In particular, both Finland and Sweden have managed to advance talks with Turkey by agreeing to revise their restrictive approach to arms sales by domestic defense companies. The Turkish government has identified arm sales reform as a precondition for its support for Finland’s and Sweden’s NATO applications.
Neither Finland nor Sweden imposed a formal ban on arms exports to Turkey. However, the two Nordic states have a policy of not issuing new export permits for weapons sales to the country, a position that was influenced by ground attacks launched by Turkey against Syrian Kurds from 2016 to 2019.
“Little by little we need to reach a position where we can consider Turkey as a future ally. We need to take into account, as part of the overall consideration relating to arms exports to Turkey and the issuing of export permits, how best to develop a new mindset to achieve improved relations with Ankara,” said Finnish Defence Minister Antti Kaikkonen.
Sweden’s Defence Ministry is adopting a stance similar to Finland. Stockholm also enforces a technical ban on the export of defense equipment to Turkey, but the ministry is examining what changes in policy are required, including legislative action, to allow Sweden’s defense groups to obtain export licenses to deliver weapons to Turkey.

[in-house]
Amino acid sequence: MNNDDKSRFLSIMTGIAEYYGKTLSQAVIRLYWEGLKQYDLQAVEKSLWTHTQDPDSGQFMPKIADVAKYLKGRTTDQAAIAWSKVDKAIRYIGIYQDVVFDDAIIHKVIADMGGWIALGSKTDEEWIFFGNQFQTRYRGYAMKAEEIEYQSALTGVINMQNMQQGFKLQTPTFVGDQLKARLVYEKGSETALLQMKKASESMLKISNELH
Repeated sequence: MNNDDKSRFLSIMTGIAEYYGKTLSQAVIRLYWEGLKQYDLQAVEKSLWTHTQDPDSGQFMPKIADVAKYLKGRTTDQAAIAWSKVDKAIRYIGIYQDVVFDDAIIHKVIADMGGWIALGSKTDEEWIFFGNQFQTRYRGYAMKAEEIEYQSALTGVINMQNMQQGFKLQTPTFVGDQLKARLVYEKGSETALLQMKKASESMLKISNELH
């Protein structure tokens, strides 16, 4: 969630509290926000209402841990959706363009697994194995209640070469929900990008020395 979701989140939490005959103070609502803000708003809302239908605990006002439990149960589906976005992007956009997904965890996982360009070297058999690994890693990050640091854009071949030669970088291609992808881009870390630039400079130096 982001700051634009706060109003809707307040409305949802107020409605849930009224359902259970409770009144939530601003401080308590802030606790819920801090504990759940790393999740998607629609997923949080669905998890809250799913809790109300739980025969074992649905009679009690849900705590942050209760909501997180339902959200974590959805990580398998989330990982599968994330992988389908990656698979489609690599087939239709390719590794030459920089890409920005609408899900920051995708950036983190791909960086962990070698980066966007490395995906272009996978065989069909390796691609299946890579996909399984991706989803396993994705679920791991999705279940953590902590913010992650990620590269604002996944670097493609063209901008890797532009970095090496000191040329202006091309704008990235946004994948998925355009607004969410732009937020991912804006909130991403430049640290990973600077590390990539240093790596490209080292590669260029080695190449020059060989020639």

Finland and Sweden are pursuing what officials have described as an organic solution to the arms export issue. This would involve permitting Finnish and Swedish defense companies to compete for Turkish military contracts, and for the governments to process defense materiel export applications under criteria reserved for so-called premier tier export countries.
Meanwhile, Turkey has used the membership ratification process as an opportunity to pursue concessions from other NATO member states. For example, Turkey wants the U.S. government to approve the modernization of its F-16 fighter fleet and for alliance members to lift de facto arms embargos against Ankara.
“Negotiations with Ankara are complicated for various reasons, but importantly we are moving together in the right direction,” said Tobias Billström, Sweden’s foreign affairs minister. “We are confident a positive outcome will happen, and that the continuing talks will ultimately lead to the full ratification of Sweden’s membership of NATO in 2023.”
Finnish President Sauli Niinistö told reporters on Dec. 11 that Finland’s and Sweden’s membership of NATO would take time.
“Hungary has told us it will not be the last one to ratify. In Turkey, the solution lies with President Recep Tayyip Erdoğan. The timing of ratification is unfortunately intertwined with internal politics in Turkey,” Niinistö said.
A series of high-level, bilateral talks have been in motion between the Turkish government and representatives from the Finnish and Swedish governments since the beginning of winter.
Kaikkonen visited Ankara in early December. Despite advances and a visible “warming in relations,” the Finnish defense minister said he could not confidently predict when Turkey might ratify Finland’s NATO application.